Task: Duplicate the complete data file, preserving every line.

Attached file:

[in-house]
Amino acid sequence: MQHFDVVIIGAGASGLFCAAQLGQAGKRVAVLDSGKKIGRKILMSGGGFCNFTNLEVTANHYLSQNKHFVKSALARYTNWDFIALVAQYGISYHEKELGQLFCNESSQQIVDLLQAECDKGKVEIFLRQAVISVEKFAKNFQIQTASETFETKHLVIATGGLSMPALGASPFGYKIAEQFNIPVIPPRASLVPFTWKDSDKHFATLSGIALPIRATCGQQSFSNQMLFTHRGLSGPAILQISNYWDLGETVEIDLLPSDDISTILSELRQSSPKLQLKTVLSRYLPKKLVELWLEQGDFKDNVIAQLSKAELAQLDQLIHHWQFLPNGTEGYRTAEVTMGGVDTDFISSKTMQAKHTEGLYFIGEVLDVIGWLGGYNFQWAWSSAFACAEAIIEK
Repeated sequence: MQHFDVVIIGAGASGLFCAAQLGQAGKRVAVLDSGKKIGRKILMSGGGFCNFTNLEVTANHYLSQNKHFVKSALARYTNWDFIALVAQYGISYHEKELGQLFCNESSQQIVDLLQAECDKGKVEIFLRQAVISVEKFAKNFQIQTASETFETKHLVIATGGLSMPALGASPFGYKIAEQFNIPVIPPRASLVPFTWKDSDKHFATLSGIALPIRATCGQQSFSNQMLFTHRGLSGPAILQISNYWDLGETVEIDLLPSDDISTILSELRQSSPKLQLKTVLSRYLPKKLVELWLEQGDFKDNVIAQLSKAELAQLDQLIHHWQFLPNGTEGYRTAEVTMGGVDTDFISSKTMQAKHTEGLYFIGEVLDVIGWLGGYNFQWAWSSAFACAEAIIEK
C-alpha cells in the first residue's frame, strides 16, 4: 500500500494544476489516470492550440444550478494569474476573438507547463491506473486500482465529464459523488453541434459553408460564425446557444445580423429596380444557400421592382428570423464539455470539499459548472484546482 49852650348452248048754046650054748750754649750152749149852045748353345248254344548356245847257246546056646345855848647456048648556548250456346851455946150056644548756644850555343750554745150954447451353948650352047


[in-house]
Amino acid sequence: MQHFDVVIIGAGASGLFCAAQLGQAGKRVAVLDSGKKIGRKILMSGGGFCNFTNLEVTANHYLSQNKHFVKSALARYTNWDFIALVAQYGISYHEKELGQLFCNESSQQIVDLLQAECDKGKVEIFLRQAVISVEKFAKNFQIQTASETFETKHLVIATGGLSMPALGASPFGYKIAEQFNIPVIPPRASLVPFTWKDSDKHFATLSGIALPIRATCGQQSFSNQMLFTHRGLSGPAILQISNYWDLGETVEIDLLPSDDISTILSELRQSSPKLQLKTVLSRYLPKKLVELWLEQGDFKDNVIAQLSKAELAQLDQLIHHWQFLPNGTEGYRTAEVTMGGVDTDFISSKTMQAKHTEGLYFIGEVLDVIGWLGGYNFQWAWSSAFACAEAIIEK
Repeated sequence: MQHFDVVIIGAGASGLFCAAQLGQAGKRVAVLDSGKKIGRKILMSGGGFCNFTNLEVTANHYLSQNKHFVKSALARYTNWDFIALVAQYGISYHEKELGQLFCNESSQQIVDLLQAECDKGKVEIFLRQAVISVEKFAKNFQIQTASETFETKHLVIATGGLSMPALGASPFGYKIAEQFNIPVIPPRASLVPFTWKDSDKHFATLSGIALPIRATCGQQSFSNQMLFTHRGLSGPAILQISNYWDLGETVEIDLLPSDDISTILSELRQSSPKLQLKTVLSRYLPKKLVELWLEQGDFKDNVIAQLSKAELAQLDQLIHHWQFLPNGTEGYRTAEVTMGGVDTDFISSKTMQAKHTEGLYFIGEVLDVIGWLGGYNFQWAWSSAFACAEAIIEK
C-alpha cells in the first residue's frame, strides 16, 4: 500500500494544476489516470492550440444550478494569474476573438507547463491506473486500482465529464459523488453541434459553408460564425446557444445580423429596380444557400421592382428570423464539455470539499459548472484546482 49852650348452248048754046650054748750754649750152749149852045748353345248254344548356245847257246546056646345855848647456048648556548250456346851455946150056644548756644850555343750554745150954447451353948650352047